This southern state has the second-largest milk cooperative after Amul, with 2.25 million milk producers. It is believed that many of these cooperatives work under the same leadership as sugar cooperatives. Karnataka, like neighbouring Maharashtra, is also a big liquor producer.
It offers a subsidy of 20% on milk–Rs 6 per litre. A litre is priced at Rs 30. While this subsidised milk finds its way into Maharashtra, the government there doesn’t slap an entry tax of Rs 6 per litre on milk, like its does with the liquor coming from Karnataka, clearly showing where the priorities lie.
Back to Gujarat
In Gujarat, cracks in the citadel that Kurien built were beginning to show. These cracks were minor–some caused by Patel. But a few years ago, a maverick milk cooperative promoter, Vipul Chaudhary, considered close to the BJP, set up milk-processing capacities over a three year period without consulting the federation.
He began procuring milk from non-cooperative producers in violation of the federation and cooperative rules. He wanted GCMMF to purchase the additional milk but was politely refused. Chaudhary then asked GCMMF to reimburse him the losses, which he claimed were in excess of Rs 1,000 crore. His demand was turned down, so in 2019 he decided to break away from the Amul-GCMMF.
Fortunately, saner counsel prevailed. Chaudhary realised that without the Amul brand, he would not be able to sell his milk let alone the augmented capacity. It is not known whether he kept the additional capacities outside the cooperative structure. But he had surplus milk–dairies must convert the unsold stock into skimmed milk powder (SMP) to give it a longer life.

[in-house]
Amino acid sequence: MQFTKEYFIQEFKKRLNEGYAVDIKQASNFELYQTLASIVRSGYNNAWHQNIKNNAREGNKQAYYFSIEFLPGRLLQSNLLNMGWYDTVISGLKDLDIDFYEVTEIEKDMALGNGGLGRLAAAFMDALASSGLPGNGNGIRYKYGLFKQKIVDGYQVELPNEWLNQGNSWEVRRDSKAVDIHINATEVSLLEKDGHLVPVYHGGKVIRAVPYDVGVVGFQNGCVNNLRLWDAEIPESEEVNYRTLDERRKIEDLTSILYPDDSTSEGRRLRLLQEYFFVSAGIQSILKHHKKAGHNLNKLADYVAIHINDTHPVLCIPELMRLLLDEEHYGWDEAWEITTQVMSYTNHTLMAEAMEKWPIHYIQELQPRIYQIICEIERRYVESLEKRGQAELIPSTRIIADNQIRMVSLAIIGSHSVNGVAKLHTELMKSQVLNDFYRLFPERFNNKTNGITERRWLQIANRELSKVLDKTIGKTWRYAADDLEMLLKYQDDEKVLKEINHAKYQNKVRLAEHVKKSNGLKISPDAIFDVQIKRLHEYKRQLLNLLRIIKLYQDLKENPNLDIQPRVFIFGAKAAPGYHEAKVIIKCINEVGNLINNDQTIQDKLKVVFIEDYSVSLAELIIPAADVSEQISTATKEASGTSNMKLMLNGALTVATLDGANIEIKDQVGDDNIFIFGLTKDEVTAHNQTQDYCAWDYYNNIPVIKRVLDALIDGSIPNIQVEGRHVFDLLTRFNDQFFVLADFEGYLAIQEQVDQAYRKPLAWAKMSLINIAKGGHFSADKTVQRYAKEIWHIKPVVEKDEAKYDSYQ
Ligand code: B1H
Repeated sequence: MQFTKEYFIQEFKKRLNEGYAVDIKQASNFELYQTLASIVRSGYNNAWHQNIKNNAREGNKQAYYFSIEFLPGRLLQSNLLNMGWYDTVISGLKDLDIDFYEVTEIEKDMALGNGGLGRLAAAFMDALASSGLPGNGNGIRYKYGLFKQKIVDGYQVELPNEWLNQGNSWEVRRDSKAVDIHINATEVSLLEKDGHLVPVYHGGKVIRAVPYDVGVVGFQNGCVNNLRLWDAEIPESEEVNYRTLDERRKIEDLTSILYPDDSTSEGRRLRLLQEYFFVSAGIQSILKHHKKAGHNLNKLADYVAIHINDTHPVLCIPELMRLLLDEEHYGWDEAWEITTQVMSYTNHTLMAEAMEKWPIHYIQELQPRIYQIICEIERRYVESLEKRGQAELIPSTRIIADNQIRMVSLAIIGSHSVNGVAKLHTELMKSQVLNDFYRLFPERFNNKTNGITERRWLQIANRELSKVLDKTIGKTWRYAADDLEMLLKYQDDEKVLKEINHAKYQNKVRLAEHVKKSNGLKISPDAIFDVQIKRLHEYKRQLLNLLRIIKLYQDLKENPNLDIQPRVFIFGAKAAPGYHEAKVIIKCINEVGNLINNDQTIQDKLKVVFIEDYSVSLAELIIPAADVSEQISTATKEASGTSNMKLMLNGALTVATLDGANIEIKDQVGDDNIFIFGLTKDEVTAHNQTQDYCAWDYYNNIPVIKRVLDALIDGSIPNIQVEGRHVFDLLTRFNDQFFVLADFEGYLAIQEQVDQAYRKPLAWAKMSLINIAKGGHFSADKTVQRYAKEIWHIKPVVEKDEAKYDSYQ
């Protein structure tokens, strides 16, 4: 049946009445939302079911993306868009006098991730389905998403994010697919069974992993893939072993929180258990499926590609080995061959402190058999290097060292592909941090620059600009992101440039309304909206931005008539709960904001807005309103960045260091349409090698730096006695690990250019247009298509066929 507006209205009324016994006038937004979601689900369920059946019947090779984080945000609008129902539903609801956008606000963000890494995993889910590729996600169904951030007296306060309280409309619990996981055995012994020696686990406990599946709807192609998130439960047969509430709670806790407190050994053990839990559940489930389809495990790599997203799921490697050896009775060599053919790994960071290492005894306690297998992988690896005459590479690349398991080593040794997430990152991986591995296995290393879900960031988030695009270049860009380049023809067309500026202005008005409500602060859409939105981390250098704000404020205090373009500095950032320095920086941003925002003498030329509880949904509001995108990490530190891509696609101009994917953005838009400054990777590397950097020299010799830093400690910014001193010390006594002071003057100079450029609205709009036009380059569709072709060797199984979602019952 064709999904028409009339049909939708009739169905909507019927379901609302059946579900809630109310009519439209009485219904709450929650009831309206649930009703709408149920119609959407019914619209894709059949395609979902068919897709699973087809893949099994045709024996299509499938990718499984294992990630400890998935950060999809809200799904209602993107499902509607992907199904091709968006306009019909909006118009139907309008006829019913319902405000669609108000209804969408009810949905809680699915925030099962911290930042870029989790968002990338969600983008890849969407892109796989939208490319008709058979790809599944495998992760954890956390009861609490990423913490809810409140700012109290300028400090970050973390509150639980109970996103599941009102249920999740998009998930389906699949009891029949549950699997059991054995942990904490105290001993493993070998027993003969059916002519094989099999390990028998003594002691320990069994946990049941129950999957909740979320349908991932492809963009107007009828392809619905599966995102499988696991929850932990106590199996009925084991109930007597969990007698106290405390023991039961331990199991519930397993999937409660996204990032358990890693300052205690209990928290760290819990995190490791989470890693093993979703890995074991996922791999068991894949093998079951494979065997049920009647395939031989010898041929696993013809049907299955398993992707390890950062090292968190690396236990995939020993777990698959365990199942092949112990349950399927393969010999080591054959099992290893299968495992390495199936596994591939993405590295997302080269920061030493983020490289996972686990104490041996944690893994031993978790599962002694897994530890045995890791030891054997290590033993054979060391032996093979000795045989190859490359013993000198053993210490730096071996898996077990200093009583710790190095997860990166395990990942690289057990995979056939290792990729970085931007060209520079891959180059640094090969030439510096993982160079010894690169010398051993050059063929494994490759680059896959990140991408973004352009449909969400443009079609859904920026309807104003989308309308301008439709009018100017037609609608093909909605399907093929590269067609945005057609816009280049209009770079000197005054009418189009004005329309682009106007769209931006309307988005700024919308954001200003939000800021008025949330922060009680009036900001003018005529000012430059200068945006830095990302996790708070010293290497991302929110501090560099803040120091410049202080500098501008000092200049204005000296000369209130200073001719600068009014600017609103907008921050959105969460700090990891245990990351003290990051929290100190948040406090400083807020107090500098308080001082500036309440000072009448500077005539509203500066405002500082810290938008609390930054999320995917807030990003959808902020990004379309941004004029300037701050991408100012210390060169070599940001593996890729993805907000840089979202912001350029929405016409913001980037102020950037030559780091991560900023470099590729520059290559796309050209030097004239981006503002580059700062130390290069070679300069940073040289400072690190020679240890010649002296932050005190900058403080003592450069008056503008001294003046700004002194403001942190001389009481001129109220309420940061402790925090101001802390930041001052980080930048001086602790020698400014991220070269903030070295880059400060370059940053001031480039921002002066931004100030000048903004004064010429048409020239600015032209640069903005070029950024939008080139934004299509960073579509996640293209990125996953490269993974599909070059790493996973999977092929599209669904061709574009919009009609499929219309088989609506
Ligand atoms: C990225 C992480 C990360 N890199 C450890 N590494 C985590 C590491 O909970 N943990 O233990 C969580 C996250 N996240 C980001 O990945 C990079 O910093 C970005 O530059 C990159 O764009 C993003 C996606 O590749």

The domestic market was flush with the stock. He tried exporting the milk powder but international prices crashed. He, therefore, asked the government to subsidise his exports. Rather than giving subsidy to an individual, the government decided to provide subsidy to all SMP exporters.
The problem with subsidies
The problem with subsidies is that they distort markets. They reward the inefficient and create pressures on the profitability of the efficient. For instance, GCMMF, which is a cooperative, and Hatsun, India’s largest milk producer in the private sector, are both efficient. Both pay a large share of the market price to farmers. Both have finely honed production processing and marketing systems.
Now, when they watch another producer company making the same profits without being efficient, they feel demotivated. They, too, are tempted to take the subsidy route and reward their managers, confident that the largesse would be met through subsidies.
Till now the milk industry has grown because it was free of government interference and without subsidies. It remained healthy through efficiency and integrity. The government mustn’t allow it to become sick.
After all, it is the largest in the world, the most farmer-friendly organisation globally and offers the shortest route to rural prosperity.
In places where the Amul-Hatsun-Nestle and other good and efficient players have stepped in, dairy farmers can make a profit (income-less actual expenditure) of Rs 100 per head of cattle per day for 300 days in a year (the remaining are used to ready the cattle for insemination and subsequent lactation).
If the milk industry becomes sick, the losers will be farmers. The government’s penchant for subsidies will ring the death knell for this immensely successful industry.(The author is a consulting editor with Moneycontrol)